techniques and sexual positions. The more explicitly religious texts cite
passages from the Qur'an and hadith (in Arabic and translation) for
illustration and support. Most of the material, however, even that
which looks on the surface to be non-religious, has a moral bottom
line; sex before marriage is a sin and the information in the book is for
those who are married or preparing to marry. Even more liberal
authors typically draw the line at such things as oral sex, sodomy, or sex
with animals as not sanctioned within Islam. What is most striking

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about these guides is that men are consistently depicted as the initiators
and performers - while women are passive recipients of their
husband's desires.
)'our El1challtil1g U7eddillg Night: Sex Educatiol1 for Adults
(Nugroho 2000), is a flimsy photocopied publication illustrated with
photographs of blurry but alluring, scantily clad Western women,
among them Princess Stephanie of Monaco, Lady Di, and Cindy
Crawford. The author warns the reader, who is clearly assumed to be
male, that he should not be lured into having sex before marriage with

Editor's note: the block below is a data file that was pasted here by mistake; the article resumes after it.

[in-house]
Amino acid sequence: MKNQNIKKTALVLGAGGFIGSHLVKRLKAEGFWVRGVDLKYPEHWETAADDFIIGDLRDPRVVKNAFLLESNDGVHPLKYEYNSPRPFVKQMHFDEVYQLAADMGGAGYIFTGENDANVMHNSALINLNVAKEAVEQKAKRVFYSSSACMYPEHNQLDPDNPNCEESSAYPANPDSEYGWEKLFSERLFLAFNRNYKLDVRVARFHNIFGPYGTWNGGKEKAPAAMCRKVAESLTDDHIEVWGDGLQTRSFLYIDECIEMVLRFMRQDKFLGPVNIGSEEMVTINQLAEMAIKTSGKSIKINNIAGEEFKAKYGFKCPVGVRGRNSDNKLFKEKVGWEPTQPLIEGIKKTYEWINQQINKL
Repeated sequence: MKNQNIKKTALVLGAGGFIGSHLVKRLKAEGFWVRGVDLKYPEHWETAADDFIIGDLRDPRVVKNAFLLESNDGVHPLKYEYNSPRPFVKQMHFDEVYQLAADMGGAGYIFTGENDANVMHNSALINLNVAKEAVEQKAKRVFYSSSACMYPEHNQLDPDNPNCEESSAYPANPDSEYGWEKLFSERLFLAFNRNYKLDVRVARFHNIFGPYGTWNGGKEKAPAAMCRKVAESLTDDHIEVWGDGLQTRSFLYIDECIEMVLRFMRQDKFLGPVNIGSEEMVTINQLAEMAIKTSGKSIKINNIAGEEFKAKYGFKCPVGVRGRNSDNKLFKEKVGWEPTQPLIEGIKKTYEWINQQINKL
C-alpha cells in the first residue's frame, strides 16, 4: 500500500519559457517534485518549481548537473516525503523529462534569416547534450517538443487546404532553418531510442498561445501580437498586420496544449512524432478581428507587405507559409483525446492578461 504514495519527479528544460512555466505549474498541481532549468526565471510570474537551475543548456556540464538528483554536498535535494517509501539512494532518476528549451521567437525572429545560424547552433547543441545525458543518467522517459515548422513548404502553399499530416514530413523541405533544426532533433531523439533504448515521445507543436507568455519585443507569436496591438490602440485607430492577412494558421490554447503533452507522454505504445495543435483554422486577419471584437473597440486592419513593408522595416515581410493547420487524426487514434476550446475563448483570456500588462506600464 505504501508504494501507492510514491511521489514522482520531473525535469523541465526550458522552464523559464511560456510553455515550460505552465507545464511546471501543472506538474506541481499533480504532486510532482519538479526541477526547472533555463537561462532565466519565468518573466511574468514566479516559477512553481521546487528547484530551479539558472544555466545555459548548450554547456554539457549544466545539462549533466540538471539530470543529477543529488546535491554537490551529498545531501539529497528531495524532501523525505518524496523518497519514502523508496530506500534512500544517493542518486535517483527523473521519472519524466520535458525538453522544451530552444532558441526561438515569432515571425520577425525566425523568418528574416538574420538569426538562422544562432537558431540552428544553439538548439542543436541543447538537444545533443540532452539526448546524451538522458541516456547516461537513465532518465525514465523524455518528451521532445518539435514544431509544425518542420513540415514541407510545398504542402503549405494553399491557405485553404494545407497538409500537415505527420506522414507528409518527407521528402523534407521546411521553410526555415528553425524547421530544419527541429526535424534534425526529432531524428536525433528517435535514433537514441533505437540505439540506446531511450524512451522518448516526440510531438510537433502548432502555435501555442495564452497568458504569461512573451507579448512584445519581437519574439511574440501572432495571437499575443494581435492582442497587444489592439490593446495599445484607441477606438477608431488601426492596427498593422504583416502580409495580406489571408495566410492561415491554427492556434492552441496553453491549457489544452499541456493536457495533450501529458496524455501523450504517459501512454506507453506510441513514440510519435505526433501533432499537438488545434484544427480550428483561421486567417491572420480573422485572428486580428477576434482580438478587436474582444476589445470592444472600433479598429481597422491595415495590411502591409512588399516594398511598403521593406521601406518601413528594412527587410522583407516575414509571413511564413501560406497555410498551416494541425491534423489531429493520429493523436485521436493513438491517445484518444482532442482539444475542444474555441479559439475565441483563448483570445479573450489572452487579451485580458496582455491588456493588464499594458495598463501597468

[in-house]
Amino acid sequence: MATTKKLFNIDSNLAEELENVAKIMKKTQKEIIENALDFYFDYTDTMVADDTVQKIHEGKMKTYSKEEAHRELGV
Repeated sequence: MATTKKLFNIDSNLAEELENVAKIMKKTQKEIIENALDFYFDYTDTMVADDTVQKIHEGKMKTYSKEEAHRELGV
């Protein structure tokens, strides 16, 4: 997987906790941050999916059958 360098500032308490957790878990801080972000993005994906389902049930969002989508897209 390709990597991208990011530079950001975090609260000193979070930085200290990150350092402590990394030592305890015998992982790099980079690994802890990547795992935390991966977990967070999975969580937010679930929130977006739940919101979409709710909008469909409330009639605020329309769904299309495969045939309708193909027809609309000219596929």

a prostitute, believing that this is the only way he will be able to learn
about sex and satisfy his wife on their wedding night (instead he
should read the book!).!' The book is divided into three sections:
Approaching Sex the First Night; Elements of Sex the First Night;
and Maintaining the Mood on Subsequent Nights. In a chapter
entitled 'If Arjuna Fails, Don't Lose Heart' (under the section
Elements of Sex the First Night) the author writes, 'The one who is
most burdened on the wedding night is the male, because the male
considers sex as an expression of his masculinity. This is the reason
why, if things don't go right on the wedding night, it can burden his
psyche.' The author reassures the reader that 'sex on the first night
may not be maximal', but that 'this is understandable and one
shouldn't feel bad about it.' Furthermore, it should not be taken as a
sign of impotence (Nugroho 2000:57).
It is common knowledge that young men not only consult
books for sexual information, but also rent X-rated videos (BF or Blue
Films) which are today easily available at corner kiosks or wanmg.
Viewing is typically done with groups of male friends and
accompanied by considerable sniggering and teasing. Co-eds frequently
described men's fascination with porn videos as men's 'daily meal',
explaining that while women might be curious about such things, most
were too embarrassed to rent a film themselves and wouldn't dare to
watch with a group of men for fear of being teased mercilessly or
labelled the wrong sort of girl. Male students explained that it was best
that- women didn't watch these films anyway, because they might be
traumatised and possibly even be completely turned off to sex.
Nowadays, pornography is also widely and easily available on the